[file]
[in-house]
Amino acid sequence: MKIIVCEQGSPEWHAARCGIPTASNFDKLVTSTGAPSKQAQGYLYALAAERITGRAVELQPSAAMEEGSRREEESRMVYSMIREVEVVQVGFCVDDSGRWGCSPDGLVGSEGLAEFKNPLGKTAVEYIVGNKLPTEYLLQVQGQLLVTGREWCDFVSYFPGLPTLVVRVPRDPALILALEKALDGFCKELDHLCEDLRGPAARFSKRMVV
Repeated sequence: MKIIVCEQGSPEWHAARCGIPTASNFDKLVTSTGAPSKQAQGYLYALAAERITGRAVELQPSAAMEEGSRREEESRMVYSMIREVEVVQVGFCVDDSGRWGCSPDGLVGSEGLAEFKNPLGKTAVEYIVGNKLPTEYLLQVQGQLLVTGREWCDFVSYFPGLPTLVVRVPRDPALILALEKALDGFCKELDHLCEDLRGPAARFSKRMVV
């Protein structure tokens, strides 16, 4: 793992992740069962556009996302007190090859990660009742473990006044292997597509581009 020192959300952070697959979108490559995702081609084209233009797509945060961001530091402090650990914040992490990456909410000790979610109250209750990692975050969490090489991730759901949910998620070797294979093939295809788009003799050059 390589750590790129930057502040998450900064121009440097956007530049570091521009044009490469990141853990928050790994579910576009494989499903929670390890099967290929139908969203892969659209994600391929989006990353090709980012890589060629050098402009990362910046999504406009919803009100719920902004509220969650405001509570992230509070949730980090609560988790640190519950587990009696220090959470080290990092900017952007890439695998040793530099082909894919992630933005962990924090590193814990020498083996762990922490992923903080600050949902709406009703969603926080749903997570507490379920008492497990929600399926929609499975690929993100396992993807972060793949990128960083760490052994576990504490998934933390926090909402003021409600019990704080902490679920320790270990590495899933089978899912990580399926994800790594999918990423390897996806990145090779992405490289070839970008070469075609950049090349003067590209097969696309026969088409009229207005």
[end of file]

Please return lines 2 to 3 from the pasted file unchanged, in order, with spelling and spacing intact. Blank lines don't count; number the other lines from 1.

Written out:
Amino acid sequence: MKIIVCEQGSPEWHAARCGIPTASNFDKLVTSTGAPSKQAQGYLYALAAERITGRAVELQPSAAMEEGSRREEESRMVYSMIREVEVVQVGFCVDDSGRWGCSPDGLVGSEGLAEFKNPLGKTAVEYIVGNKLPTEYLLQVQGQLLVTGREWCDFVSYFPGLPTLVVRVPRDPALILALEKALDGFCKELDHLCEDLRGPAARFSKRMVV
Repeated sequence: MKIIVCEQGSPEWHAARCGIPTASNFDKLVTSTGAPSKQAQGYLYALAAERITGRAVELQPSAAMEEGSRREEESRMVYSMIREVEVVQVGFCVDDSGRWGCSPDGLVGSEGLAEFKNPLGKTAVEYIVGNKLPTEYLLQVQGQLLVTGREWCDFVSYFPGLPTLVVRVPRDPALILALEKALDGFCKELDHLCEDLRGPAARFSKRMVV